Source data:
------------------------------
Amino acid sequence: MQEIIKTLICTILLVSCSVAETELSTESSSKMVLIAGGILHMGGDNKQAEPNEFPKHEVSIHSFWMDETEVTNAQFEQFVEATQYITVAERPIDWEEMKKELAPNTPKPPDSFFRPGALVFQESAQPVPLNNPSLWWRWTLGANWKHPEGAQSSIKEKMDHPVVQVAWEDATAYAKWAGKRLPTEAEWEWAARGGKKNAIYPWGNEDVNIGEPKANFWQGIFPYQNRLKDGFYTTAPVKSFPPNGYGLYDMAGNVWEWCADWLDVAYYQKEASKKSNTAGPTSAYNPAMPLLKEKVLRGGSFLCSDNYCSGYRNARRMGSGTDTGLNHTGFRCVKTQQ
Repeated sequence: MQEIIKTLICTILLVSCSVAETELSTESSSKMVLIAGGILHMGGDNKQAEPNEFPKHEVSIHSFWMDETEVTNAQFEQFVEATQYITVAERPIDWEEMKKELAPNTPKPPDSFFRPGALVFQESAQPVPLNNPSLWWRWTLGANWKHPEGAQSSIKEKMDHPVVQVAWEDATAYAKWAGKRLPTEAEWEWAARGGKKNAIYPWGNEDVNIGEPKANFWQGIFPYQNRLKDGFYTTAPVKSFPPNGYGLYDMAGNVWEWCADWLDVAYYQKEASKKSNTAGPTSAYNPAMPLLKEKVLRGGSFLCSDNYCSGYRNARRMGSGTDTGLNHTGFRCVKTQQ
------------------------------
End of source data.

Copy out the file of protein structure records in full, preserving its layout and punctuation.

Amino acid sequence: MQEIIKTLICTILLVSCSVAETELSTESSSKMVLIAGGILHMGGDNKQAEPNEFPKHEVSIHSFWMDETEVTNAQFEQFVEATQYITVAERPIDWEEMKKELAPNTPKPPDSFFRPGALVFQESAQPVPLNNPSLWWRWTLGANWKHPEGAQSSIKEKMDHPVVQVAWEDATAYAKWAGKRLPTEAEWEWAARGGKKNAIYPWGNEDVNIGEPKANFWQGIFPYQNRLKDGFYTTAPVKSFPPNGYGLYDMAGNVWEWCADWLDVAYYQKEASKKSNTAGPTSAYNPAMPLLKEKVLRGGSFLCSDNYCSGYRNARRMGSGTDTGLNHTGFRCVKTQQ
Repeated sequence: MQEIIKTLICTILLVSCSVAETELSTESSSKMVLIAGGILHMGGDNKQAEPNEFPKHEVSIHSFWMDETEVTNAQFEQFVEATQYITVAERPIDWEEMKKELAPNTPKPPDSFFRPGALVFQESAQPVPLNNPSLWWRWTLGANWKHPEGAQSSIKEKMDHPVVQVAWEDATAYAKWAGKRLPTEAEWEWAARGGKKNAIYPWGNEDVNIGEPKANFWQGIFPYQNRLKDGFYTTAPVKSFPPNGYGLYDMAGNVWEWCADWLDVAYYQKEASKKSNTAGPTSAYNPAMPLLKEKVLRGGSFLCSDNYCSGYRNARRMGSGTDTGLNHTGFRCVKTQQ